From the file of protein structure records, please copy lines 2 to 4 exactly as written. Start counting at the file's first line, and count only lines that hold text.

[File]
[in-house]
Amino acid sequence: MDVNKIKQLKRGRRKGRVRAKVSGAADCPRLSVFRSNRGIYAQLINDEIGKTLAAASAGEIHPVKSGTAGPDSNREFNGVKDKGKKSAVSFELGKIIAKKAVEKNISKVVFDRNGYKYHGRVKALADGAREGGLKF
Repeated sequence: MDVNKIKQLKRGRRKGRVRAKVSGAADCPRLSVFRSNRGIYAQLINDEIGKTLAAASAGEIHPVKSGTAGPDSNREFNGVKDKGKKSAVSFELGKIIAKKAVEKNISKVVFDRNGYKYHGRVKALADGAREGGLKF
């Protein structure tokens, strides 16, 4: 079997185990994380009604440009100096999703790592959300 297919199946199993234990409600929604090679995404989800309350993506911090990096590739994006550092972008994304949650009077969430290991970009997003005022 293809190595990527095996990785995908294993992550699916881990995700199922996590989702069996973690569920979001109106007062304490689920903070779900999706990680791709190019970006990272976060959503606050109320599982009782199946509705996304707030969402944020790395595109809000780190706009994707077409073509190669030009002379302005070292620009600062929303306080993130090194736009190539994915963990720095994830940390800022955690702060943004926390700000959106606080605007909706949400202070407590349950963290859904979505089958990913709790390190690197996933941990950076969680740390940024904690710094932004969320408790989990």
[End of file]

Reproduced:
Amino acid sequence: MDVNKIKQLKRGRRKGRVRAKVSGAADCPRLSVFRSNRGIYAQLINDEIGKTLAAASAGEIHPVKSGTAGPDSNREFNGVKDKGKKSAVSFELGKIIAKKAVEKNISKVVFDRNGYKYHGRVKALADGAREGGLKF
Repeated sequence: MDVNKIKQLKRGRRKGRVRAKVSGAADCPRLSVFRSNRGIYAQLINDEIGKTLAAASAGEIHPVKSGTAGPDSNREFNGVKDKGKKSAVSFELGKIIAKKAVEKNISKVVFDRNGYKYHGRVKALADGAREGGLKF
């Protein structure tokens, strides 16, 4: 079997185990994380009604440009100096999703790592959300 297919199946199993234990409600929604090679995404989800309350993506911090990096590739994006550092972008994304949650009077969430290991970009997003005022 293809190595990527095996990785995908294993992550699916881990995700199922996590989702069996973690569920979001109106007062304490689920903070779900999706990680791709190019970006990272976060959503606050109320599982009782199946509705996304707030969402944020790395595109809000780190706009994707077409073509190669030009002379302005070292620009600062929303306080993130090194736009190539994915963990720095994830940390800022955690702060943004926390700000959106606080605007909706949400202070407590349950963290859904979505089958990913709790390190690197996933941990950076969680740390940024904690710094932004969320408790989990």